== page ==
One of the mysteries of the English language finally explained.
A colonial coral of an order distinguished by having a horny treelike skeleton, including the sea fans and precious red coral.
Order Gorgonacea, class Anthozoa
- ‘I descended a little way off the reef and saw a dazzling concentration of corals, every millimetre covered in table, brain, encrusting and staghorn corals and draped in whip corals and gorgonians.’
- ‘So I used the last dive of the day to shoot several reef scenes of crinoids sitting among soft corals and gorgonians, and a pair of yellow ghost pipefish.’
- ‘Scrubby bushes of black coral and huge gorgonians reach out towards the sky.’
- ‘There are many small creatures to photograph among the soft corals, gorgonians, hard corals and sponges.’
- ‘Soft corals and gorgonians reach out from the overhanging sides, while shoals of fish swirl in the shade.’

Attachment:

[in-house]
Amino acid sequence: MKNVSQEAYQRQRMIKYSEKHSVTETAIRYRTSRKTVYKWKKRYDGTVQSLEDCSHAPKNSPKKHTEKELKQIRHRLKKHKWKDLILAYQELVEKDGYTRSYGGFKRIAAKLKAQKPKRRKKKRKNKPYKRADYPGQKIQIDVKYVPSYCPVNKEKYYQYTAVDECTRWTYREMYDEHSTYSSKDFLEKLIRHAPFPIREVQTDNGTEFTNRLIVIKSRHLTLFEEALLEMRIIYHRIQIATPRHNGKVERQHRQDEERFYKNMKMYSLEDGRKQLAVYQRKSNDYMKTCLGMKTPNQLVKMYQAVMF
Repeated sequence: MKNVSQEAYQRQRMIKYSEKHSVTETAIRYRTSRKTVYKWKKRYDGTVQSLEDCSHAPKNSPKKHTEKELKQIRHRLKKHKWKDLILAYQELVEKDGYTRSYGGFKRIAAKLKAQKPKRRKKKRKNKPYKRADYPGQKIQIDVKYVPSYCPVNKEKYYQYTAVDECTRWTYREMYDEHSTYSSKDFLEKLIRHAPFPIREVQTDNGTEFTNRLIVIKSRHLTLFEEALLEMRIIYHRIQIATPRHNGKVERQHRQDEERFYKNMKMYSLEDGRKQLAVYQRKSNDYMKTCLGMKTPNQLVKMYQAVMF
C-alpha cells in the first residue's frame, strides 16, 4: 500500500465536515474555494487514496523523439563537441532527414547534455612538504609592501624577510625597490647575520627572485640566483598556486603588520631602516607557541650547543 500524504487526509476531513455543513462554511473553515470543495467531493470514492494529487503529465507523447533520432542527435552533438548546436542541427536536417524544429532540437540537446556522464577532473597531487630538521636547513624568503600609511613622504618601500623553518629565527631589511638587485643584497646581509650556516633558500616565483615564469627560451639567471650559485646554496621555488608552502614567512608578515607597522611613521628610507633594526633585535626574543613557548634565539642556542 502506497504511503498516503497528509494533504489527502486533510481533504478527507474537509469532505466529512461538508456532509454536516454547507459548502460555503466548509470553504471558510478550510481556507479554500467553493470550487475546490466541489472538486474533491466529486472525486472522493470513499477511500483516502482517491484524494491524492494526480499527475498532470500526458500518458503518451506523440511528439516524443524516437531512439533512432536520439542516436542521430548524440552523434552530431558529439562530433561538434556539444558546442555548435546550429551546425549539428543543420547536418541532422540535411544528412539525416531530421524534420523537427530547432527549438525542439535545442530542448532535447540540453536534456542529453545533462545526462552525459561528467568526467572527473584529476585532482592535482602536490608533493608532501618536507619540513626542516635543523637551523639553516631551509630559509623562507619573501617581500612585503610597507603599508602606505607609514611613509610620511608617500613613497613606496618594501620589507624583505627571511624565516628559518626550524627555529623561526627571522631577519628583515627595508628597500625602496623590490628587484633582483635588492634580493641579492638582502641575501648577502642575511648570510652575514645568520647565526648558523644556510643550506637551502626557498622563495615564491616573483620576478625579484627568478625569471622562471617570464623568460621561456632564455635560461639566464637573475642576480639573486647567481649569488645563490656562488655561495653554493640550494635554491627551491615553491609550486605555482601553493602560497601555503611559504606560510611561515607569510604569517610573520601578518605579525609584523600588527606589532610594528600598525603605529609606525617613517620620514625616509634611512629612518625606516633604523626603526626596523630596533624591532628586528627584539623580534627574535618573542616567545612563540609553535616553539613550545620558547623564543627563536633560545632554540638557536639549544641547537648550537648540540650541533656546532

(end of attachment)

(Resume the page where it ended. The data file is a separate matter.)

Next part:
Relating to gorgons or gorgonians.
- ‘On the north west slope of Chevalier Rock is an enormous field of gorgonian seafans in varying shades of orange, all regimentally standing in rows perpendicular to the wall.’
- ‘This dive is better in the deeper section, where large gorgonian seafans stretch out into the current, surrounded by large numbers of fish, corals, invertebrates, and some huge barrel sponges.’
- ‘Several ‘fingers' of rock, each densely covered in gorgonian fans, projected out into the blue.’
- ‘The coral and sponge growth was again lush, but with far healthier gorgonian colonies away from the sometimes violent swells of Diamond Rock.’
- ‘Giant gorgonian fans, enormous corals and exaggerated sponges decorated the wall.’
Mid 19th century: from modern Latin Gorgonia, from Latin Gorgo (see Gorgon), with reference to its petrifaction, + -an.
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